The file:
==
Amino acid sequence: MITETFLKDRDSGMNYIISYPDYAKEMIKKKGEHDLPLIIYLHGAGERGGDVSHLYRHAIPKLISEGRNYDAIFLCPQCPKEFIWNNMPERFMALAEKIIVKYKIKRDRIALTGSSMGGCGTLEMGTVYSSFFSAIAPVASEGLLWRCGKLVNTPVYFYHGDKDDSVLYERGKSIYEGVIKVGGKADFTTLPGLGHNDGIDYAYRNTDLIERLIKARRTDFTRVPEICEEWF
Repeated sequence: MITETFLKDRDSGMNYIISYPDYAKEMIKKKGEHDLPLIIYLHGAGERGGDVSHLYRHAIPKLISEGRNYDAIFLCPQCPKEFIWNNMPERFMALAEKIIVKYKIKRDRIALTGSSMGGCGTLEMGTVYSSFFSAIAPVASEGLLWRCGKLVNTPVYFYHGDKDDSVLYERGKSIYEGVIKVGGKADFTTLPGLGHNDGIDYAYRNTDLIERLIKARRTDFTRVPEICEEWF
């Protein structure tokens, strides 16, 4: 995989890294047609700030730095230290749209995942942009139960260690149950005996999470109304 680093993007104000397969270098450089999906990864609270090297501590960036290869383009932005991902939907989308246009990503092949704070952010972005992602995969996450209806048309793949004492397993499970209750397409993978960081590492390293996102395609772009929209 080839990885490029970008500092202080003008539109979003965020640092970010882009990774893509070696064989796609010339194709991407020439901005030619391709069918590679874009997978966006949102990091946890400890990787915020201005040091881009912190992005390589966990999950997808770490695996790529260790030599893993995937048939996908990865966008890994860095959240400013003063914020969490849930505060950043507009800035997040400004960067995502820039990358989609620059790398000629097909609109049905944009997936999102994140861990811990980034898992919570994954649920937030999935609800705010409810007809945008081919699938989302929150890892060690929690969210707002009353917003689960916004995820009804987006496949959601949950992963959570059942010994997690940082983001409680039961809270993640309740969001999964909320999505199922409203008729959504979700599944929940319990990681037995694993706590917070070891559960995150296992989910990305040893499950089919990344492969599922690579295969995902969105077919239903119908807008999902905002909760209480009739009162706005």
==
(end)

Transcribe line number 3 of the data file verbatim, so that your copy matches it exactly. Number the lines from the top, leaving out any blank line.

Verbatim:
């Protein structure tokens, strides 16, 4: 995989890294047609700030730095230290749209995942942009139960260690149950005996999470109304 680093993007104000397969270098450089999906990864609270090297501590960036290869383009932005991902939907989308246009990503092949704070952010972005992602995969996450209806048309793949004492397993499970209750397409993978960081590492390293996102395609772009929209 080839990885490029970008500092202080003008539109979003965020640092970010882009990774893509070696064989796609010339194709991407020439901005030619391709069918590679874009997978966006949102990091946890400890990787915020201005040091881009912190992005390589966990999950997808770490695996790529260790030599893993995937048939996908990865966008890994860095959240400013003063914020969490849930505060950043507009800035997040400004960067995502820039990358989609620059790398000629097909609109049905944009997936999102994140861990811990980034898992919570994954649920937030999935609800705010409810007809945008081919699938989302929150890892060690929690969210707002009353917003689960916004995820009804987006496949959601949950992963959570059942010994997690940082983001409680039961809270993640309740969001999964909320999505199922409203008729959504979700599944929940319990990681037995694993706590917070070891559960995150296992989910990305040893499950089919990344492969599922690579295969995902969105077919239903119908807008999902905002909760209480009739009162706005």